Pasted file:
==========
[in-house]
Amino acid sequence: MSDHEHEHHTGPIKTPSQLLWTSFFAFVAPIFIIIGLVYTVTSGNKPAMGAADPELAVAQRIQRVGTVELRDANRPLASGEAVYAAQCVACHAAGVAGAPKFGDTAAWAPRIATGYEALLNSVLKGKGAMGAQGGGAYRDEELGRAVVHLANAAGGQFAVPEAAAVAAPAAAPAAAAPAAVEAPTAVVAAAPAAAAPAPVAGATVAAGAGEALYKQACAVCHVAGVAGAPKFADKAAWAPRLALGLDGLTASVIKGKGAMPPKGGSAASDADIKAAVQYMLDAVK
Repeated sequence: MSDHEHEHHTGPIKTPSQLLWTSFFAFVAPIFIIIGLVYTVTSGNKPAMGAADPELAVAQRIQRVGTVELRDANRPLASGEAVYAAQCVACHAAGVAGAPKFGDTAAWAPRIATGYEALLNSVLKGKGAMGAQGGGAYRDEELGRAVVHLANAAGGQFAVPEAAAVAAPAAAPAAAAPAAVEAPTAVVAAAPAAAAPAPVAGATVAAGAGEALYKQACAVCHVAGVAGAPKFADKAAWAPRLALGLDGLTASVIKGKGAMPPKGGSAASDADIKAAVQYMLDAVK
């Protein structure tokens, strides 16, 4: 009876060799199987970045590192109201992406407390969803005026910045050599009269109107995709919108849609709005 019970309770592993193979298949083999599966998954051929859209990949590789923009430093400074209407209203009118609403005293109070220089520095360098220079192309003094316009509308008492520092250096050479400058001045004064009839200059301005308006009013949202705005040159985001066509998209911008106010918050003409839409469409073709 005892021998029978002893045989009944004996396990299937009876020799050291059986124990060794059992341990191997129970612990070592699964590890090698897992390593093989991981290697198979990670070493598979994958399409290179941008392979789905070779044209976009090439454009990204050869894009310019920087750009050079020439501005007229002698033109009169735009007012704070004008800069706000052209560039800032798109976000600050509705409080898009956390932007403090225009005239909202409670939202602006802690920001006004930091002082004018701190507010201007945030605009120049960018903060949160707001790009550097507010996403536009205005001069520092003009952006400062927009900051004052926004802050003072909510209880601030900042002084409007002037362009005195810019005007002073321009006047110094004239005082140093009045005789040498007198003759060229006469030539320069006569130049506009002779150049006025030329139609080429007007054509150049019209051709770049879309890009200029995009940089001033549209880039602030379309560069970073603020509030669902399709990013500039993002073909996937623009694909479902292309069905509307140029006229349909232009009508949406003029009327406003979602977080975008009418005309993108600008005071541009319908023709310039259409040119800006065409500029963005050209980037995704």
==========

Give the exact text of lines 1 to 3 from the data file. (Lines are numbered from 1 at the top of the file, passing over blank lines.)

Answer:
[in-house]
Amino acid sequence: MSDHEHEHHTGPIKTPSQLLWTSFFAFVAPIFIIIGLVYTVTSGNKPAMGAADPELAVAQRIQRVGTVELRDANRPLASGEAVYAAQCVACHAAGVAGAPKFGDTAAWAPRIATGYEALLNSVLKGKGAMGAQGGGAYRDEELGRAVVHLANAAGGQFAVPEAAAVAAPAAAPAAAAPAAVEAPTAVVAAAPAAAAPAPVAGATVAAGAGEALYKQACAVCHVAGVAGAPKFADKAAWAPRLALGLDGLTASVIKGKGAMPPKGGSAASDADIKAAVQYMLDAVK
Repeated sequence: MSDHEHEHHTGPIKTPSQLLWTSFFAFVAPIFIIIGLVYTVTSGNKPAMGAADPELAVAQRIQRVGTVELRDANRPLASGEAVYAAQCVACHAAGVAGAPKFGDTAAWAPRIATGYEALLNSVLKGKGAMGAQGGGAYRDEELGRAVVHLANAAGGQFAVPEAAAVAAPAAAPAAAAPAAVEAPTAVVAAAPAAAAPAPVAGATVAAGAGEALYKQACAVCHVAGVAGAPKFADKAAWAPRLALGLDGLTASVIKGKGAMPPKGGSAASDADIKAAVQYMLDAVK